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Directory to install software

Ong Vua
Ranch Hand

Joined: Jan 24, 2008
Posts: 66
I'm a newbie to unix. Do you know what directory should I use to install new software? I've seen people installing software in all kind of different places such as


I know you can install software anywhere you want but I just want to know what is the correct unix location to install software. Thanks
Pat Farrell

Joined: Aug 11, 2007
Posts: 4659

It varies by distribution, and by personal preference.

I tend to use /opt

There have periodically been attempts to have standards in the Linux world, but since its open source, anyone is free to decide they don't like the standard and do it some other way.

The key thing is to put them someplace that will stay there if you reinstall the OS. But with modern package managers, this is much less of an issue.
Jeff Rummings
Ranch Hand

Joined: Dec 20, 2007
Posts: 42
This page has a good explanation:
Tim Holloway
Saloon Keeper

Joined: Jun 25, 2001
Posts: 17011

The great thing about standards is that there are so many to choose from. (Daniel McCracken, I think).

There's 3, no 4, primary places programs end up. It's largely personal preference, but I have some guidelines I use. For whatever it's worth, here there are:

For a complete self-contained vendor environment, there's /opt. /opt is sometimes subdivided by product within vendor, as for example IBM and Websphere.

For a traditional approach, there's the /usr/local tree. A lot of Unix-style packages would build and install their packages into a subdirectory named for the package under /usr/local. I often put Tomcat and Ant there.

For really pervasive stuff, you can install directly into the /usr/bin and related directories. This is best done via the system's package manager (rpm, debian package manager, Solaris dpkg, etc.).

There's also the blended approach, where you install everything in one directory (/opt or /usr/local) and then softlink to present its system characteristics in their familiar locations; config stuff in /etc, logs in /var/log, workfiles in /var/lib and so forth.

The fourth approach is seen for applications that have a particular runtime environment such as Python or Perl. In this case, the packages normally install into a /usr/lib/<language> directory, such as /usr/lib/perl/site_perl.

CAUTION: according to the strict definition of the FHS, /usr should be read-only. Packages that have volatile storage requirements such as work directories, session info, etc. should assign those items elsewhere (normally under /var/lib).

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Jesper de Jong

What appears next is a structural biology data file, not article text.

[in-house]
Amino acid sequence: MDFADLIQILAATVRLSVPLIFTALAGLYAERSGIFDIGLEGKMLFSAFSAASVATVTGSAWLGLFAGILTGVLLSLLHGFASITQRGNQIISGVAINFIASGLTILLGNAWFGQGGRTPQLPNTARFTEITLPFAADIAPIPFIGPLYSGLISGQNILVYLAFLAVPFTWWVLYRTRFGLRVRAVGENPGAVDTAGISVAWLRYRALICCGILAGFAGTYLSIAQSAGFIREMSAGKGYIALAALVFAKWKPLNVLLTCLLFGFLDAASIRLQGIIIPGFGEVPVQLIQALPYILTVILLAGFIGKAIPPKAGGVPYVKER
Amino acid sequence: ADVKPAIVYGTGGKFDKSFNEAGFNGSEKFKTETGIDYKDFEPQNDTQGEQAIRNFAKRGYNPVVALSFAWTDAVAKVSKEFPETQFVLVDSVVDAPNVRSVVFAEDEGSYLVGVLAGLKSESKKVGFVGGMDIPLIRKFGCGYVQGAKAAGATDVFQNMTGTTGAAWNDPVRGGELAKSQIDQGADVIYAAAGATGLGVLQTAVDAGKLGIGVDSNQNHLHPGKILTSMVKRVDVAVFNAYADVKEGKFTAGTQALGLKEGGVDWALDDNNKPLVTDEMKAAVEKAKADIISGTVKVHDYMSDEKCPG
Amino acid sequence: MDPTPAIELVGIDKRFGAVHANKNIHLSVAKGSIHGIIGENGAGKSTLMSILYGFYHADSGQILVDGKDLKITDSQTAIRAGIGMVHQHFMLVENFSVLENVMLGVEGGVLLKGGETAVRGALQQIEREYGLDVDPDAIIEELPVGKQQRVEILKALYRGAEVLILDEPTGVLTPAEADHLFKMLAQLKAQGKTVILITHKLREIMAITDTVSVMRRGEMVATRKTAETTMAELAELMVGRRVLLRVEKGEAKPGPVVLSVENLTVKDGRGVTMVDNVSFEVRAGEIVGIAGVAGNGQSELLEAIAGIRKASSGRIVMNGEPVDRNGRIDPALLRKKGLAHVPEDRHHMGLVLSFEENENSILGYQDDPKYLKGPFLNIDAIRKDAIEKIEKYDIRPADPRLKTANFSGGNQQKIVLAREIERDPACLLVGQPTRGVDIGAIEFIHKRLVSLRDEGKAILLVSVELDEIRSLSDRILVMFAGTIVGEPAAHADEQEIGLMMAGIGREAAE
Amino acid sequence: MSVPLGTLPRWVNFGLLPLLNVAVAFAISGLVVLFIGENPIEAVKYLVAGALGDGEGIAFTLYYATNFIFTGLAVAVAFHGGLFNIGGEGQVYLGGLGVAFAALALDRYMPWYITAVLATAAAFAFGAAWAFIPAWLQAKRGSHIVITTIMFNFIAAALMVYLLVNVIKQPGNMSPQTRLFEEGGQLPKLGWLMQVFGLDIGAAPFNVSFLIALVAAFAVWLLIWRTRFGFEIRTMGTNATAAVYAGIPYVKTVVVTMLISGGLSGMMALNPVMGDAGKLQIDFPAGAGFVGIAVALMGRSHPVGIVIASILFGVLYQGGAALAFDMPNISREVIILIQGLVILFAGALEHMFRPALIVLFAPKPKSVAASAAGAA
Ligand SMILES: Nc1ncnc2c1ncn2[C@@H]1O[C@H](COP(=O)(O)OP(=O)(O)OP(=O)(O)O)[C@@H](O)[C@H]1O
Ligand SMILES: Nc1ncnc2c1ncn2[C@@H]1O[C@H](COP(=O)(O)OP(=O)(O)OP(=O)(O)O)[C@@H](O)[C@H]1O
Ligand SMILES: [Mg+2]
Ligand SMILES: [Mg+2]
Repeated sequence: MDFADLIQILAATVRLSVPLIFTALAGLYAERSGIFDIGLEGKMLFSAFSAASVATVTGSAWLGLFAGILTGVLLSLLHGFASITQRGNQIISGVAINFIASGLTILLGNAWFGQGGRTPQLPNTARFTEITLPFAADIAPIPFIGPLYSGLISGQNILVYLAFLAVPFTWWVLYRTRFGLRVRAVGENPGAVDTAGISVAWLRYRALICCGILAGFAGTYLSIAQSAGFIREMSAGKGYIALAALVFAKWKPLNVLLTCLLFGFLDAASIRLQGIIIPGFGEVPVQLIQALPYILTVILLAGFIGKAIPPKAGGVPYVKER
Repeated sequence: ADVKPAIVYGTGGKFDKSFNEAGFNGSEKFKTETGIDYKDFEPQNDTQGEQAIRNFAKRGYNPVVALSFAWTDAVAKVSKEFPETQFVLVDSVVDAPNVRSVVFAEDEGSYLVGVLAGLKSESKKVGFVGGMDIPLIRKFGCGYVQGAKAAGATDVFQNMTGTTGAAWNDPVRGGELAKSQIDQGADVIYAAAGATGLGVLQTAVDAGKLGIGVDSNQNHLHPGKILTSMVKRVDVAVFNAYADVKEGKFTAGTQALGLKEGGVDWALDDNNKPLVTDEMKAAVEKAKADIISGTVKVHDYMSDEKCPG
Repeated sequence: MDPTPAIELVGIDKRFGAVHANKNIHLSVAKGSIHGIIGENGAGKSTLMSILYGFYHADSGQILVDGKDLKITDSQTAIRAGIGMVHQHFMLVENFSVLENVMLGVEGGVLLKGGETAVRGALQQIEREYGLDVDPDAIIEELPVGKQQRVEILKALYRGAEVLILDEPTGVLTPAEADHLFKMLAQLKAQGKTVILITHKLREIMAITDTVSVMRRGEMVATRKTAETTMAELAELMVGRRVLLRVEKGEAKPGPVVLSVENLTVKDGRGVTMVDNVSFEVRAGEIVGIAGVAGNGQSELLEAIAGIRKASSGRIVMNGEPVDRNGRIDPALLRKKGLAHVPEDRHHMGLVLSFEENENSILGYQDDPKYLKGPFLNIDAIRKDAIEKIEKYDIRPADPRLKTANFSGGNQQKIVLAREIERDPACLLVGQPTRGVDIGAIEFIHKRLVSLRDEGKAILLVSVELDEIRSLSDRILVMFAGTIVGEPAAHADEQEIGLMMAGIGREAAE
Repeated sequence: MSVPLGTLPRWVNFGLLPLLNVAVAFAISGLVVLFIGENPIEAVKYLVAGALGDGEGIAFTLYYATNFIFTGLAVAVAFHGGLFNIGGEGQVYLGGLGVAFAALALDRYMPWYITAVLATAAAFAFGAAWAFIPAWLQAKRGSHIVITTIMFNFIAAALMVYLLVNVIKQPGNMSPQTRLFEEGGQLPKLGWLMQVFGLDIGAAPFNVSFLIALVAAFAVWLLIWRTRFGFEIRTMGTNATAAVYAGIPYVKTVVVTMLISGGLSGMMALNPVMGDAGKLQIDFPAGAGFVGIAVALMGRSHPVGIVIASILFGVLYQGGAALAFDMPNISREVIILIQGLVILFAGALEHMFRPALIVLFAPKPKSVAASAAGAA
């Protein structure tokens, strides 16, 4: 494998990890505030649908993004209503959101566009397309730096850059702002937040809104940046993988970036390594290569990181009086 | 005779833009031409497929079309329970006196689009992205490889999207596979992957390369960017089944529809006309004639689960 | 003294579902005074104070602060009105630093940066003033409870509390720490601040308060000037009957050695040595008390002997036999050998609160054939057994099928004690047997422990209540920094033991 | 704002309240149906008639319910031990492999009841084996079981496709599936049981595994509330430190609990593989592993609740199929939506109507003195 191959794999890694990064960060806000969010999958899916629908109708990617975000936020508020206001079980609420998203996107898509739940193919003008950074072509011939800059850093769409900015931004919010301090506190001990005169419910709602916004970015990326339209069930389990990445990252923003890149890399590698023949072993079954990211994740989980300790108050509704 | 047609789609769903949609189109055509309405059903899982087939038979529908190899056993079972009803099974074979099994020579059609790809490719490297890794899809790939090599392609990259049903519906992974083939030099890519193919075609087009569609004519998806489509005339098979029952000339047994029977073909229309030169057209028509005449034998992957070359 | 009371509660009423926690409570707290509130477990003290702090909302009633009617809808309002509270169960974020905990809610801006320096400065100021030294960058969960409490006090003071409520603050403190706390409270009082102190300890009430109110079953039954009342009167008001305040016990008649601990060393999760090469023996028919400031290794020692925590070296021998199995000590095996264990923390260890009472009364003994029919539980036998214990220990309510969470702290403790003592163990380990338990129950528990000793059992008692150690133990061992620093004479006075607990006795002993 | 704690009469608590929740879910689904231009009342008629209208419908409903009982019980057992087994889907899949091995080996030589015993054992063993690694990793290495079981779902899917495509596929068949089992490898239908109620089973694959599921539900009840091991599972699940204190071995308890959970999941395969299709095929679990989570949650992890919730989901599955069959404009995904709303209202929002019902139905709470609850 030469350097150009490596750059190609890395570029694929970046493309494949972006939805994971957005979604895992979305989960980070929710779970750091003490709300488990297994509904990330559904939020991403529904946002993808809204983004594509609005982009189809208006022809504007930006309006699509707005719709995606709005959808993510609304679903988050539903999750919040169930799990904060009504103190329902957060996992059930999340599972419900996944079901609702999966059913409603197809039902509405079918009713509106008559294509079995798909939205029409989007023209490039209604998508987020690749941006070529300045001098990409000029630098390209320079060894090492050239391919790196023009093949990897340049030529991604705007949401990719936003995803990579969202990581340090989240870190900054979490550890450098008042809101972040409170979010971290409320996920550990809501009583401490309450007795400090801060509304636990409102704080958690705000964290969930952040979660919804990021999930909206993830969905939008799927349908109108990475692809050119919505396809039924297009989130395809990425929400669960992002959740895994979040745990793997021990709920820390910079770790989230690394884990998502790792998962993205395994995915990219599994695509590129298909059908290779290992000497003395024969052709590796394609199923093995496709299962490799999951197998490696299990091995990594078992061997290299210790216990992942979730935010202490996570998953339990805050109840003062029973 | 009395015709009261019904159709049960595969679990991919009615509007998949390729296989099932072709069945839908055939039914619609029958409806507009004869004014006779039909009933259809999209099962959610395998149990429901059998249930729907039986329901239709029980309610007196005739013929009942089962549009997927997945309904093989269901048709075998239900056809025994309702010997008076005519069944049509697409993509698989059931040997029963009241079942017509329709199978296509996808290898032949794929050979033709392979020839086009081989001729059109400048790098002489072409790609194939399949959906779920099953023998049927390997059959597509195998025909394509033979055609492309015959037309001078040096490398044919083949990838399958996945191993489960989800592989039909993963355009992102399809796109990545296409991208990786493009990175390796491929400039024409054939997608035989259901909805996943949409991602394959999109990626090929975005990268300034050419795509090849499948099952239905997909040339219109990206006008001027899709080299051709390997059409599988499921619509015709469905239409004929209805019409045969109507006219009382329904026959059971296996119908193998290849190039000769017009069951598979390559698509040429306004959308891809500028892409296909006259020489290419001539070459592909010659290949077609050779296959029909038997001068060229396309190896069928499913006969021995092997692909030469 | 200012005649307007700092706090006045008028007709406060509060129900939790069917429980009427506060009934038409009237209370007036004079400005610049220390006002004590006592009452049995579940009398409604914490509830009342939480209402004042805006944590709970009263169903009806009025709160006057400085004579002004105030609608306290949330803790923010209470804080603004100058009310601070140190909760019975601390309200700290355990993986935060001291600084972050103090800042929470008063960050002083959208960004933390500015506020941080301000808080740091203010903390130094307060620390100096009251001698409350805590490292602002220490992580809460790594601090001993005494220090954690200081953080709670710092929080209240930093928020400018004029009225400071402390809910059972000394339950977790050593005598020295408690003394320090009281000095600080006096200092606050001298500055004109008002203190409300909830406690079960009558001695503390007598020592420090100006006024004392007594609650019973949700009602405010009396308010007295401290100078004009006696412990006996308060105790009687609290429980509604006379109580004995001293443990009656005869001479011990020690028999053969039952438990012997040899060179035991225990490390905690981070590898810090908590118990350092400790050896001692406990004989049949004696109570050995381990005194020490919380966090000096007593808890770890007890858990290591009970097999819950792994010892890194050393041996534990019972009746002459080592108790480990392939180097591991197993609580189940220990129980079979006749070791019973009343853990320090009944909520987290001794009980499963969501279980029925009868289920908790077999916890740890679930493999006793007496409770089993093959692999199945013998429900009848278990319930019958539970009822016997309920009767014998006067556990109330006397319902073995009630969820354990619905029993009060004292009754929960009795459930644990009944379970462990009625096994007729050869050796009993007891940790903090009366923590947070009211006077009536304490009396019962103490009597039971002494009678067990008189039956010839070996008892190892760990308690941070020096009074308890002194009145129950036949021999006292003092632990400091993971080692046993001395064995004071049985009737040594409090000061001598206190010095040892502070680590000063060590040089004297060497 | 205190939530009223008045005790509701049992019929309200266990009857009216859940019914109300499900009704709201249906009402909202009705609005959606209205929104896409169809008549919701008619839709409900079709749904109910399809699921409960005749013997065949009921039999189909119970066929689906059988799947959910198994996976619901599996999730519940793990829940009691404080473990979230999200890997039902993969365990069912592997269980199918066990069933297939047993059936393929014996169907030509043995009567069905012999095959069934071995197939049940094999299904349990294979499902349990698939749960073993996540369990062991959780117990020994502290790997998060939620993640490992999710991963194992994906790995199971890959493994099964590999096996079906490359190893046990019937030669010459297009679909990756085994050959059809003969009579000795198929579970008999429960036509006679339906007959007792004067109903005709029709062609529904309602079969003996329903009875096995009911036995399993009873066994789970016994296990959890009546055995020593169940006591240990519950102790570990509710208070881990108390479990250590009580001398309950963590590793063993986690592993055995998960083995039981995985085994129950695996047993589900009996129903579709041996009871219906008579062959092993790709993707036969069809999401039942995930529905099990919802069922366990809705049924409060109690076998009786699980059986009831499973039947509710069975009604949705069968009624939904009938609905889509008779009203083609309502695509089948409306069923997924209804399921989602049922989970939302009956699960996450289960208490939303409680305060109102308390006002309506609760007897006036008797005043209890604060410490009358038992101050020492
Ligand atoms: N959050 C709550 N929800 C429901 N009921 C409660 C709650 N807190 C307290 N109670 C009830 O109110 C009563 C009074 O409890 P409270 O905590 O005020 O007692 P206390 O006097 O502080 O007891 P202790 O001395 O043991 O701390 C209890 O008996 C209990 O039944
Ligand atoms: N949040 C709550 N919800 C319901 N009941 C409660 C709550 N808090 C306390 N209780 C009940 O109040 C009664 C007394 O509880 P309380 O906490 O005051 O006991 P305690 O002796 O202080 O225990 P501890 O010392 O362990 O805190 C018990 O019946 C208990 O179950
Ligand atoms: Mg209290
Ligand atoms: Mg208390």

Java Cowboy
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Joined: Aug 16, 2005
Posts: 14950

I don't know about which Unix variant you're talking, but if it's Linux: Most Linux distributions have a package management system. The two most used systems are RPM (Red Hat Package Manager) and DEB (from Debian). The package manager takes care of installing, keeping track of, and removing software on your system. You download an .rpm or a .deb file and use the package manager to install it. The package manager will put all the necessary files in the right place for the program to work. If you later remove a package, it will clean up everything neatly.

Most programs installed via the package manager will put files in /usr/bin, /usr/lib, /etc and other places.

Sometimes you want to download the source code of a program which is not in an RPM or DEB package. Most of these things come with a makefile, and you use the program "make" to compile and link the program from source code. GNU software uses a certain convention for makefiles, and so the makefile of GNU programs and many other pieces of software comes with a standard set of make targets. You can usually build these programs with the following commands:

If the program is built successfully, you can usually install it with:

(you must run this last command as the root user, or with sudo if your Linux distribution uses sudo). This will normally install the program into /usr/local.

On my Ubuntu system, I always put manually installed programs in /usr/local.

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Pat Farrell

Joined: Aug 11, 2007
Posts: 4659

Originally posted by Jesper Young:
I don't know about which Unix variant you're talking, but if it's Linux:

There was Unix before Linus. And nearly all of the *nix had their own special feature that was better than all the rest. AIX, HPux, DG's, System V, System 7, etc. all seemed to do it their own.

But as Jesper says, if you are using Linux, use the built in tools.
apt-get or synaptic on debian, rpm or urpmi on RedHat family members.
Tim Holloway
Saloon Keeper

Joined: Jun 25, 2001
Posts: 17011

I highly recommend packages. However, some of the best apps were designed for other times or other Unices (such as BSD), so occasionally you'll end up with the old "configure/make/make install" process or one of its kindred. Mostly these install to /usr/local, although some of the specialized ones such as "perl" go to other places, as I mentioned above.
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